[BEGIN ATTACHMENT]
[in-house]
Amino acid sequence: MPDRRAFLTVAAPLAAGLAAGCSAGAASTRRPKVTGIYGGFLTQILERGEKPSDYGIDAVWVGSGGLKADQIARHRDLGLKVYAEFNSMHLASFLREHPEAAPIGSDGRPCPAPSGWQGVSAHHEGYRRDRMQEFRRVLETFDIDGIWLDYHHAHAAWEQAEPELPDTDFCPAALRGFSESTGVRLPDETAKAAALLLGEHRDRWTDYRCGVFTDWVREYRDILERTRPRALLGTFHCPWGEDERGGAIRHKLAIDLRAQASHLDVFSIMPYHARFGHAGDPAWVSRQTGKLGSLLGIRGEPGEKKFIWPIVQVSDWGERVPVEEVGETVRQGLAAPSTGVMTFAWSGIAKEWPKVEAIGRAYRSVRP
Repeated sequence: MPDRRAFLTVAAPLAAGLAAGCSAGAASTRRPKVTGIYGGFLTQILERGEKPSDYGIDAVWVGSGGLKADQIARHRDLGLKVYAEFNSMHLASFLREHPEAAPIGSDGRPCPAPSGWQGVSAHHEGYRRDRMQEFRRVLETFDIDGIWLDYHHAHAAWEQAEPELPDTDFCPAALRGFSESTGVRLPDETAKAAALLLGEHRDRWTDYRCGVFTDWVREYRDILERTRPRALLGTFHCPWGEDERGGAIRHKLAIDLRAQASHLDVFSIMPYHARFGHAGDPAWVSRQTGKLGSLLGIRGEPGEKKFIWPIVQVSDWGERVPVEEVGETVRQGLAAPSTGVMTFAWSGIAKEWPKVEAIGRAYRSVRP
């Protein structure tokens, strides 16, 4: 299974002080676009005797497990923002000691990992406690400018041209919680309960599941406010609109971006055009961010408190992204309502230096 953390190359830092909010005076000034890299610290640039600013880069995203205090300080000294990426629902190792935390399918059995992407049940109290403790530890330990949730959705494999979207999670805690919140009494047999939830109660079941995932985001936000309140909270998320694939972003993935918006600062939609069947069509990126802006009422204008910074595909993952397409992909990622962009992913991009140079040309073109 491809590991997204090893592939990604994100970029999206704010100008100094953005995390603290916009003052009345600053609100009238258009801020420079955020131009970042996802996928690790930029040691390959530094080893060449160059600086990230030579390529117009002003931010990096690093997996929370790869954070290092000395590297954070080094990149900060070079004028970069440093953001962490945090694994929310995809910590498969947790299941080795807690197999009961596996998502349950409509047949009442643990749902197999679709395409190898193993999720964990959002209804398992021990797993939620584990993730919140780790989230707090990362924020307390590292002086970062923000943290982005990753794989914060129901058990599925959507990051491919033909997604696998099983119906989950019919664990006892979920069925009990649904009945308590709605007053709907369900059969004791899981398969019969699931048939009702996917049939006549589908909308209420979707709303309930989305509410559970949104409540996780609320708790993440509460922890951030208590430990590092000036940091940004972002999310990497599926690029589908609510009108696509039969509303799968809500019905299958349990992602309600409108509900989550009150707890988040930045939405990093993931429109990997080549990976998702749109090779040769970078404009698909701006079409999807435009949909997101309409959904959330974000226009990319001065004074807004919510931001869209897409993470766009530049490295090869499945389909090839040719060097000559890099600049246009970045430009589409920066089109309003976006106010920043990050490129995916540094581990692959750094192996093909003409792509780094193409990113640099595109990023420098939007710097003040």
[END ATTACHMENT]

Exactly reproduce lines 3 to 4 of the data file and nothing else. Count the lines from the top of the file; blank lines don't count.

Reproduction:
Repeated sequence: MPDRRAFLTVAAPLAAGLAAGCSAGAASTRRPKVTGIYGGFLTQILERGEKPSDYGIDAVWVGSGGLKADQIARHRDLGLKVYAEFNSMHLASFLREHPEAAPIGSDGRPCPAPSGWQGVSAHHEGYRRDRMQEFRRVLETFDIDGIWLDYHHAHAAWEQAEPELPDTDFCPAALRGFSESTGVRLPDETAKAAALLLGEHRDRWTDYRCGVFTDWVREYRDILERTRPRALLGTFHCPWGEDERGGAIRHKLAIDLRAQASHLDVFSIMPYHARFGHAGDPAWVSRQTGKLGSLLGIRGEPGEKKFIWPIVQVSDWGERVPVEEVGETVRQGLAAPSTGVMTFAWSGIAKEWPKVEAIGRAYRSVRP
């Protein structure tokens, strides 16, 4: 299974002080676009005797497990923002000691990992406690400018041209919680309960599941406010609109971006055009961010408190992204309502230096 953390190359830092909010005076000034890299610290640039600013880069995203205090300080000294990426629902190792935390399918059995992407049940109290403790530890330990949730959705494999979207999670805690919140009494047999939830109660079941995932985001936000309140909270998320694939972003993935918006600062939609069947069509990126802006009422204008910074595909993952397409992909990622962009992913991009140079040309073109 491809590991997204090893592939990604994100970029999206704010100008100094953005995390603290916009003052009345600053609100009238258009801020420079955020131009970042996802996928690790930029040691390959530094080893060449160059600086990230030579390529117009002003931010990096690093997996929370790869954070290092000395590297954070080094990149900060070079004028970069440093953001962490945090694994929310995809910590498969947790299941080795807690197999009961596996998502349950409509047949009442643990749902197999679709395409190898193993999720964990959002209804398992021990797993939620584990993730919140780790989230707090990362924020307390590292002086970062923000943290982005990753794989914060129901058990599925959507990051491919033909997604696998099983119906989950019919664990006892979920069925009990649904009945308590709605007053709907369900059969004791899981398969019969699931048939009702996917049939006549589908909308209420979707709303309930989305509410559970949104409540996780609320708790993440509460922890951030208590430990590092000036940091940004972002999310990497599926690029589908609510009108696509039969509303799968809500019905299958349990992602309600409108509900989550009150707890988040930045939405990093993931429109990997080549990976998702749109090779040769970078404009698909701006079409999807435009949909997101309409959904959330974000226009990319001065004074807004919510931001869209897409993470766009530049490295090869499945389909090839040719060097000559890099600049246009970045430009589409920066089109309003976006106010920043990050490129995916540094581990692959750094192996093909003409792509780094193409990113640099595109990023420098939007710097003040």